n3 Hub Blog
Scientific Web Personalisation
How a scientific approach to web personalisation can deliver significant positive returns for marketers. Learn about:
The differences between a traditional marketing approach and a scientific approach
The common pitfalls of deploying web personalisation programmes
How Customer Data Platforms can contribute to success
Web Personalisation and the Scientific Method
By Damian Williams
Digital marketers have a wide range of tools and approaches to choose from when optimising customer experience programmes. Web Personalisation is one marketing approach that is generally poorly understood when compared with higher profile techniques like direct marketing and programmatic media buying. However, this approach (also known as ‘test & target’) can achieve significant returns if used appropriately and deployed well.
Web Personalisation enables the delivery of tailored content to a predefined audience based upon specific criteria. This allows marketers to:
Display product-specific banners on websites to visitors that have either visited that product’s webpage or have shown an interest in it offline
Trial proposed changes to a website to only a proportion of visitors in order to determine whether or not the change should be made for everyone. This avoids the cost of making changes that provide no tangible benefit
Optimise website journeys for visitors based on their previous behaviour. For example, not displaying ‘sign up’ calls-to-action to visitors that have previously logged in
Change the content of a website to reflect the country or time zone in which a visitor is located
n3 Hub has seen properly deployed Web Personalisation programmes deliver considerable benefits to marketers through:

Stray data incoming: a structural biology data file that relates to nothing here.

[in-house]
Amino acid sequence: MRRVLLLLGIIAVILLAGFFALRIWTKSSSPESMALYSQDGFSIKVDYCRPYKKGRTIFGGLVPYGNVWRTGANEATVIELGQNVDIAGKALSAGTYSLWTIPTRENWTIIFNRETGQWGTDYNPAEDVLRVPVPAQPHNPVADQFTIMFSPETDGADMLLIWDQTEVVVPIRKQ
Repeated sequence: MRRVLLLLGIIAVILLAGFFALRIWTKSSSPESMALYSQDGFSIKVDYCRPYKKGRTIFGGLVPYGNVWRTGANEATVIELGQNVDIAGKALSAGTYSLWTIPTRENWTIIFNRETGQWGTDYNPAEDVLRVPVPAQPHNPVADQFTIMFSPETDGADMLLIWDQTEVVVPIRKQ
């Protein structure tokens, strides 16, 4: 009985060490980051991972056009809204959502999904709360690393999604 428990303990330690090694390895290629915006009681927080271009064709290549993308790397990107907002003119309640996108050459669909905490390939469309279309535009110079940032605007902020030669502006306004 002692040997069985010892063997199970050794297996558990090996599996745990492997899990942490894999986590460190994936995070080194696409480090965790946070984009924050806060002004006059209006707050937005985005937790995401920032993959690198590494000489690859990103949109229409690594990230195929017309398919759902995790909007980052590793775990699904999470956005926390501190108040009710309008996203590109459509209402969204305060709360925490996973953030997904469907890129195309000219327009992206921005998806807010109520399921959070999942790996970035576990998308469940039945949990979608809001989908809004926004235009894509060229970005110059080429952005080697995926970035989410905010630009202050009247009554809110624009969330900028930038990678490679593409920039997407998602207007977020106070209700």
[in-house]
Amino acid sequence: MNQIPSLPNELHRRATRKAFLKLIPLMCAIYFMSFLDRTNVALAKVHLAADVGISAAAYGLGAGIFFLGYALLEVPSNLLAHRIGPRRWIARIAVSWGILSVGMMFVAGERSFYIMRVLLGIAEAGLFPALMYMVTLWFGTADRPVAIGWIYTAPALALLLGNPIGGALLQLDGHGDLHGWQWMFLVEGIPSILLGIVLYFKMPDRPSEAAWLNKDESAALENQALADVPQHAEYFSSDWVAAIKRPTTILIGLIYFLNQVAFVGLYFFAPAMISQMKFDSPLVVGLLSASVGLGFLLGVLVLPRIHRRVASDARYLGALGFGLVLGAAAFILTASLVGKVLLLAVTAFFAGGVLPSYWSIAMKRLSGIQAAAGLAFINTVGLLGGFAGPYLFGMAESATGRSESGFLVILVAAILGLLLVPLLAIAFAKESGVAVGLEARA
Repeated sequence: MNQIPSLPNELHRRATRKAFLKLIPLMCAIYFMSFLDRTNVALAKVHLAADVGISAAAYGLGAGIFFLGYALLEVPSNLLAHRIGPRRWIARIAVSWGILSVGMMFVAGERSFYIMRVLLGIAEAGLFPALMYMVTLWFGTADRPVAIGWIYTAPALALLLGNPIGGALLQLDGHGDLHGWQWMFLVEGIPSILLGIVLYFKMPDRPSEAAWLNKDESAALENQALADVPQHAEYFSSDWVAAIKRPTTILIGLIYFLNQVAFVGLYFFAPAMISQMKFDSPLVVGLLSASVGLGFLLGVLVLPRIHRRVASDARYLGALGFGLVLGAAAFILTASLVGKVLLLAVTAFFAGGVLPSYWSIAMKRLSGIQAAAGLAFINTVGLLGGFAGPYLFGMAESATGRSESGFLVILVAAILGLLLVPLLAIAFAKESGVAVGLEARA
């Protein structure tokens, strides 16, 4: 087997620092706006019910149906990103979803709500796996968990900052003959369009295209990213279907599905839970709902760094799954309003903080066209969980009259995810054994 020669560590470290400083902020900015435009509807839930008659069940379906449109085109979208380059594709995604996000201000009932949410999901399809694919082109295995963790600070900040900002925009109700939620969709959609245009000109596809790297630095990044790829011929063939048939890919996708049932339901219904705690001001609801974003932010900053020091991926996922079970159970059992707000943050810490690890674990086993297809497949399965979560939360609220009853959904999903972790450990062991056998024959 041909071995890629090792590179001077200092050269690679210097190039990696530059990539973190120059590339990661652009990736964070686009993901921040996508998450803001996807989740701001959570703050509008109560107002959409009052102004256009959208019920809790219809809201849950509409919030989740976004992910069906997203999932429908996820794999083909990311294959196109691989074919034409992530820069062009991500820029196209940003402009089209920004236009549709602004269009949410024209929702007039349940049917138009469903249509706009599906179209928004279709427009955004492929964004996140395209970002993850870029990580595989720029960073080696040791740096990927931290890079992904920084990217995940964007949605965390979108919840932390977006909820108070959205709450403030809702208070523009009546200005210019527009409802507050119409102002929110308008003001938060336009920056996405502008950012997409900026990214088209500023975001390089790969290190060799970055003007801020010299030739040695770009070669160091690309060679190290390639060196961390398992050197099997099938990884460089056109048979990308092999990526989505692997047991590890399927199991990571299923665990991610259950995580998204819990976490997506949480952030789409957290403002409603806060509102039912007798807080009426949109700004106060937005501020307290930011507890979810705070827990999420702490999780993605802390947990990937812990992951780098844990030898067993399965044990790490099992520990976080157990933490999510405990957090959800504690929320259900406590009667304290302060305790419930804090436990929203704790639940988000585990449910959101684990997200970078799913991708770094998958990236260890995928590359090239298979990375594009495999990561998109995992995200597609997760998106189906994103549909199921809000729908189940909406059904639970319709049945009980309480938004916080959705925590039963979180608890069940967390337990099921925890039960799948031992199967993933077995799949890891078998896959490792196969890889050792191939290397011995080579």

Higher conversion rates on lead generation websites
Greater customer acquisition
Increased customer engagement with content
Added return visits
Longer time on site
Lower bounce rates
The pitfalls of poor preparation
Poorly designed Web Personalisation programmes can cause more problems than they solve. They can end up delivering nothing more than additional technical complexity to organisations that attempt to implement them without preparation.
Technical complexity and poor performance can be caused by a number of factors including: incompatibility between the Web Personalisation tool and the website; poor rendering times of personalised content; or the need for extensive development support to create content.
One of the main causes of a failed Web Personalisation deployment, however, is completely non-technical: it is a failure to grasp the scientific nature of the channel. Indeed, it is usually because a ‘traditional’ marketing approach rather than a scientific marketing approach to delivering the programme has been used.
A traditional marketing approach goes through the following stages:
A business objective is generated, either through insight or direct order, then presented to marketing to generate campaigns to meet the desired outcome
Marketing creates concepts that it works through with stakeholders until acceptance is gained
The concept is turned into creative that is placed into the most appropriate channels with as much targeting as possible to get it in front of the best audience
The campaign’s outcomes are measured but usually without the ability to drive performance data directly into the marketing decision-making process
This traditional approach is not effective in the context of Web Personalisation, however, because it is able to be measured very precisely and benefits from a ‘test & learn’ framework.